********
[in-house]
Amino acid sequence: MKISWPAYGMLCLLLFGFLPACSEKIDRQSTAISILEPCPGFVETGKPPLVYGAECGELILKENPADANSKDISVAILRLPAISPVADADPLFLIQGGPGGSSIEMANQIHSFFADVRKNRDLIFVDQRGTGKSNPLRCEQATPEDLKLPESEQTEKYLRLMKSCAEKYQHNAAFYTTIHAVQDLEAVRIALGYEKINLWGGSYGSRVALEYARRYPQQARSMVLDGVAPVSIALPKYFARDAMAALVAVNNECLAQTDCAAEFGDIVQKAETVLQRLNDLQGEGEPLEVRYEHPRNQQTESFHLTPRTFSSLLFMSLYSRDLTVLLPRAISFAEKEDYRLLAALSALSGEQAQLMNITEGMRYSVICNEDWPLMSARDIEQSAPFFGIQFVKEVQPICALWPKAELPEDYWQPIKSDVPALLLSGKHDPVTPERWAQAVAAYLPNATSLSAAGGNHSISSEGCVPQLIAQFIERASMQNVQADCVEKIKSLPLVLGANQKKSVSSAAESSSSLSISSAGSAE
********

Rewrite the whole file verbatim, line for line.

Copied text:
[in-house]
Amino acid sequence: MKISWPAYGMLCLLLFGFLPACSEKIDRQSTAISILEPCPGFVETGKPPLVYGAECGELILKENPADANSKDISVAILRLPAISPVADADPLFLIQGGPGGSSIEMANQIHSFFADVRKNRDLIFVDQRGTGKSNPLRCEQATPEDLKLPESEQTEKYLRLMKSCAEKYQHNAAFYTTIHAVQDLEAVRIALGYEKINLWGGSYGSRVALEYARRYPQQARSMVLDGVAPVSIALPKYFARDAMAALVAVNNECLAQTDCAAEFGDIVQKAETVLQRLNDLQGEGEPLEVRYEHPRNQQTESFHLTPRTFSSLLFMSLYSRDLTVLLPRAISFAEKEDYRLLAALSALSGEQAQLMNITEGMRYSVICNEDWPLMSARDIEQSAPFFGIQFVKEVQPICALWPKAELPEDYWQPIKSDVPALLLSGKHDPVTPERWAQAVAAYLPNATSLSAAGGNHSISSEGCVPQLIAQFIERASMQNVQADCVEKIKSLPLVLGANQKKSVSSAAESSSSLSISSAGSAE